Introduction (1) English tough-constructions (TCs, e.g., Bill is easy to please, Mary is hard to work with) have caused considerable controversy about their correct analysis and this controversy can be roughly described by two main types of analyses. The first type, which can be called "strong connectivity" analysis, assumes syntactic connectivity between the tough-subject (i.e., the subject of the main clause in a tough-sentence) and the gap in the infinitival phrase/clause. Thus, studies along this line argue that the tough-subject is not the true subject of the tough-adjective but is generated as the object of a verb or preposition in the infinitival phrase/clause and moved to the subject position (Postal 1971, Postal & Ross 1971, Berman 1973, Postal 1974, Comrie & Matthews 1990, etc.)(2). This position is supported by the well-known fact that typical toughadjectives such as easy, hard, and difficult generally have no or little semantic effect on their subjects. On the other hand, the second type, which can be called "weak connectivity" analysis, argues that there is no syntactic connectivity between the tough-subject and the gap and that toughadjectives subcategorize for an infinitival phrase with a gap. Thus, early transformational studies such as Ross (1967: 231), Akmajian (1972), and Lasnik & Fiengo (1974) say that the object of the complement of a tough-adjective has been deleted. Government-Binding (GB) theory, for example, Chomsky (1977: 102-110, 1981: 308-314), proposes the movement of an empty operator that binds the trace in the object position and is coindexed with the subject. Furthermore, although no movement of an empty operator is posited, the analysis of HeadDriven Phrase Structure Grammar is similar to that of GB theory in that it does not assume syntactic connectivity. Thus, Pollard & Sag (1994) analyze TCs as a lexical fact about some special predicates and assume that such predicates as easy, difficult, take, and cost subcategorize for infinitive complements containing an accusative NP gap which is coindexed with the subject. Even though the second type of approach has long been more favored by current syntactic frameworks, it is not clear whether there is sufficient empirical evidence to support this more dominant, second type of analysis ( cf. Jones 1983 )(3). Since synchronic linguistics doesn't seem to be able to resolve this controversy one way or the other, what then does the diachrony of the relevant parts of English grammar say about the analysis of TCs? Does diachrony argue for any particular position?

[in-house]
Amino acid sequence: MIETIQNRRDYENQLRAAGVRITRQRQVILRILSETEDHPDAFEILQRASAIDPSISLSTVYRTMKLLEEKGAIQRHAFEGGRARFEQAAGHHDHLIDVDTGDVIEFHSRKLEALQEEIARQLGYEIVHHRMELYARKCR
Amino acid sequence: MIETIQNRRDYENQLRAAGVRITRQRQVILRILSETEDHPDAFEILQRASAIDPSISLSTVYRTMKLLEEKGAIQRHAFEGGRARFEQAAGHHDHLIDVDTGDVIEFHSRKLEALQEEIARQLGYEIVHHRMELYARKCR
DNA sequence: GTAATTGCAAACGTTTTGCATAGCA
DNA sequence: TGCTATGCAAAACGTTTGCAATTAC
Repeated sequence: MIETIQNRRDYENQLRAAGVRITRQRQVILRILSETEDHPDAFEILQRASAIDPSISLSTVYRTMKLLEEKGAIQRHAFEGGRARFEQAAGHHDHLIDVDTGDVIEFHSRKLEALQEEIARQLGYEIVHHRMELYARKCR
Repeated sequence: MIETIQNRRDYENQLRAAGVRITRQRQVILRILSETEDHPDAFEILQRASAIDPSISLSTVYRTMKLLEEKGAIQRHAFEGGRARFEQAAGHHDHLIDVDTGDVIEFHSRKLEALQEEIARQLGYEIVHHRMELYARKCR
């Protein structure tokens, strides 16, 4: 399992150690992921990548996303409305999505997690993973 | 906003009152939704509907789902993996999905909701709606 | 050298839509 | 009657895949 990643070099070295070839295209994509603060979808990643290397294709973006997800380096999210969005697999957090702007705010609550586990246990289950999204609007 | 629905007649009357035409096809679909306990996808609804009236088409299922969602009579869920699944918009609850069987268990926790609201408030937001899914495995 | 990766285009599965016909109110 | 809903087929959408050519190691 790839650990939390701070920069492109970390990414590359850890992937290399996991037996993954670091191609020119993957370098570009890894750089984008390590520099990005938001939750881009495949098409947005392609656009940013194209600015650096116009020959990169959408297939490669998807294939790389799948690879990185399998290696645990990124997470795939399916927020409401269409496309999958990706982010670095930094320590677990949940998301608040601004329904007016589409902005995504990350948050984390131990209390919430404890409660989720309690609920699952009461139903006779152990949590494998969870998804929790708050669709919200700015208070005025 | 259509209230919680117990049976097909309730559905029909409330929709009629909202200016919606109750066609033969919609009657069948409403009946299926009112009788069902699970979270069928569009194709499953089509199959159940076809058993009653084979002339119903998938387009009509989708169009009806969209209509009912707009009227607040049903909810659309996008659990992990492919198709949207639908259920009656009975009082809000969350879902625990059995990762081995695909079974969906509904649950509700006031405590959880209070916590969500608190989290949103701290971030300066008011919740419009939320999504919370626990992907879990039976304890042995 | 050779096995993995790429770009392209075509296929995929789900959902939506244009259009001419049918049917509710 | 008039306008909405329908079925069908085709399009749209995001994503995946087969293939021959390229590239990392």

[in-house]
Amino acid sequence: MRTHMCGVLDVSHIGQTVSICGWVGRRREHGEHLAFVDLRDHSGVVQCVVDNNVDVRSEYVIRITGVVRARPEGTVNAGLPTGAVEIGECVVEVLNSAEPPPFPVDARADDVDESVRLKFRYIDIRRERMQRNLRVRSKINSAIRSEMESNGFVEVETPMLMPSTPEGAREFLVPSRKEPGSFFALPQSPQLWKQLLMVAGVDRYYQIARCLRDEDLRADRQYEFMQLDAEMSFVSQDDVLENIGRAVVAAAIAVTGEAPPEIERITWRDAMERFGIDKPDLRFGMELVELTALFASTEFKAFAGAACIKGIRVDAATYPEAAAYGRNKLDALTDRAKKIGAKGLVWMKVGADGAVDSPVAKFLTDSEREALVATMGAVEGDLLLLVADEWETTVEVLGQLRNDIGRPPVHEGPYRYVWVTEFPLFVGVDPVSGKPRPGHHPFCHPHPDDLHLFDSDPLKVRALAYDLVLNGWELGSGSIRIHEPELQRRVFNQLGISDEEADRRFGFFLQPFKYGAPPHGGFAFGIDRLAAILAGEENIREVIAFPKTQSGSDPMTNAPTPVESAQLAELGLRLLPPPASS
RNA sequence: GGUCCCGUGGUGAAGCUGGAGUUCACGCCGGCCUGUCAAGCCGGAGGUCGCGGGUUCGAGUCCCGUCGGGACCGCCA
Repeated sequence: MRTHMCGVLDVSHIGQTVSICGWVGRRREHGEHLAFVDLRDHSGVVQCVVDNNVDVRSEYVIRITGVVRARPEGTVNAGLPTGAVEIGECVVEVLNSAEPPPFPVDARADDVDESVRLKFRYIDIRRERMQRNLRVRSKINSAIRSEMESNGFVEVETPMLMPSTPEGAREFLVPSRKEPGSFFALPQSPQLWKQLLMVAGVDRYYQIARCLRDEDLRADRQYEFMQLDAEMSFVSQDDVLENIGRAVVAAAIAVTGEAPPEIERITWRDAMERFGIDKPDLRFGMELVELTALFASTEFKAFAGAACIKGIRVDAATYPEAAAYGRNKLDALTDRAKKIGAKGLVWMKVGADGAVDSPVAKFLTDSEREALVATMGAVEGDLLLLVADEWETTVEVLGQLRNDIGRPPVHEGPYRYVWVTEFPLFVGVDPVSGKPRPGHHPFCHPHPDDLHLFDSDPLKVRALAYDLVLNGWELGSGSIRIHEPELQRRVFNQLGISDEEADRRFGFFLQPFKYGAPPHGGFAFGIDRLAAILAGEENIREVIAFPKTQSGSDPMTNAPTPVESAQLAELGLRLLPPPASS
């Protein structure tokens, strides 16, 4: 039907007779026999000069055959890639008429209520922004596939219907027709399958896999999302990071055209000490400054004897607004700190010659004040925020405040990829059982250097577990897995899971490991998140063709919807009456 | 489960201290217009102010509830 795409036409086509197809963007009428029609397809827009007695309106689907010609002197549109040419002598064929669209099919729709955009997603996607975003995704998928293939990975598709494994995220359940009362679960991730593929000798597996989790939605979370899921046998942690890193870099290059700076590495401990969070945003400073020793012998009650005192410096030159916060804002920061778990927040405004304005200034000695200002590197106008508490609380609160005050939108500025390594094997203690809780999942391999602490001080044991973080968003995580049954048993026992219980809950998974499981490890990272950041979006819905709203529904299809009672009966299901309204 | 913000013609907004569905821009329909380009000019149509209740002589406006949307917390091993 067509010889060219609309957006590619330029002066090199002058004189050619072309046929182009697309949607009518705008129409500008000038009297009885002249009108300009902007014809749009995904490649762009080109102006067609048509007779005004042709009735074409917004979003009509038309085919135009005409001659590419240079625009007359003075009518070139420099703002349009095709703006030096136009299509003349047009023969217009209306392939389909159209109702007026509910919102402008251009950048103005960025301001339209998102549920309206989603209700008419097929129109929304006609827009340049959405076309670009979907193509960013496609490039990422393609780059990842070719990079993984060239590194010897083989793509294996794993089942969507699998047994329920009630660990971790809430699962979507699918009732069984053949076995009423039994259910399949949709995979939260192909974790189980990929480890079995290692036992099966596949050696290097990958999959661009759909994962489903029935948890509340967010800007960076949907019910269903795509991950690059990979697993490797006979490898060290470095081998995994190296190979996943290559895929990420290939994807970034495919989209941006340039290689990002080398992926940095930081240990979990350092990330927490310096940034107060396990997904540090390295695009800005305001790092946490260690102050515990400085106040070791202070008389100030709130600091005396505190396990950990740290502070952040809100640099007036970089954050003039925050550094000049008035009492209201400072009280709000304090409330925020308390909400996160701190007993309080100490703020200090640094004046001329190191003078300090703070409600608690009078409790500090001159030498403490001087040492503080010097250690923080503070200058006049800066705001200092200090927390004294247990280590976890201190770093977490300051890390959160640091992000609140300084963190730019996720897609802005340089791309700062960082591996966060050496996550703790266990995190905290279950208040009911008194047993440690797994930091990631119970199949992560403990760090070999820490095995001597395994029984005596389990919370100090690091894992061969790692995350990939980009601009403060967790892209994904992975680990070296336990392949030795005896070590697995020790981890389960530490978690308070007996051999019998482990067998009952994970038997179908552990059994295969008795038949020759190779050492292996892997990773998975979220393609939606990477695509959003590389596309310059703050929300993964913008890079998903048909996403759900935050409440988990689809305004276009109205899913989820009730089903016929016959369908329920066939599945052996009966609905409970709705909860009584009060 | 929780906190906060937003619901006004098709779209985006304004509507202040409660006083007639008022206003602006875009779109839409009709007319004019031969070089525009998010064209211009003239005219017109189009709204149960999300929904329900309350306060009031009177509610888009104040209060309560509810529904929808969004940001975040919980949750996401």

• "Y" Defends Cyclicity

      Denham, Kristin (University of Arizona Linguistics Circle (Tucson, Arizona), 1992)
      In this paper, I show that there are necessarily cyclic strata in English, using data from a Southeastern United States dialect (hereafter SUS) in which there are special rules of yinsertion and y-deletion. Cole (1990) argues that cyclic rules are unnecessary, and offers alternative proposals for others' cyclic analyses of a variety of problems in several languages. The analysis presented here, however, requires cyclic rule application, thus refuting Cole's claim that cyclicity may be eliminated.
    • Yes-no Ii questions in Russian: Interaction of syntax and phonology?

      Rudnitskaya, E.; The Graduate Center of the City University of New York (University of Arizona Linguistics Circle (Tucson, Arizona), 2000)
      In this paper, I look at yes-no questions in Russian with the question clitic Ii. I address the question of interaction of syntax and phonology in the derivation of these questions. I show that the phonological operation Prosodic Inversion is involved is required for the derivation of Ii questions. That is, syntactic movement alone cannot derive 1 W li questions. My derivation of li questions involves two steps: the syntactic step of the focused phrase preposing and the phonological step of Prosodic Inversion. It also accounts for the fact that the host of li must be the focus of the question. Li is both a focus particle and a question particle, and, as such, it has strong [+FOC] and [+Q] features. Li is base-generated in Foe. Li's [+FOC] feature attracts the focused phrase preposing to SpecFocP. Then li moves to C and gets inverted with the first PWd of SpecFocP.
    • Yes/No Questions in the Yaqui Indian Language

      Escalante, Fernando (University of Arizona Linguistics Circle (Tucson, Arizona), 1983)
      In this paper I will analyze two types of interrogative sentence structures in the Arizona dialect of the Yaqui Indian language. The first type of question sentence is the one that is usually answered by heewi 'yes' or e'e 'no', or something similar. The other type is the question that requires information and cannot be answered heewi or e'e. I will discuss the characteristics of each kind of Q-sentence such as intonation, tags, and special particles. Finally I will discuss their differences, what they both have in common, and how they fit together.
    • Yidiny Coordination Reduction and Syntactic Ergativity

      Frazier, Michael; Northwestern University (University of Arizona Linguistics Circle (Tucson, Arizona), 2012)
      I present an analysis of a typologically unusual pattern of coordination reduction in Yidiny, a Pama-Nyungan language (Dixon 1977). Yidiny shows two dissociated patterns of syntactic ergativity, one that is dependent upon surface morphological features and another indifferent to them. Because within a single language syntactically ergative phenomena can dissociate, there must be at least two possible, though related, routes to syntactic ergativity. I propose that syntactic ergativity can occur in a language either because of an operation yielding prominence of the internal argument of a transitive verb in the syntax, or because of the interaction of syntactic mechanisms with case-marking.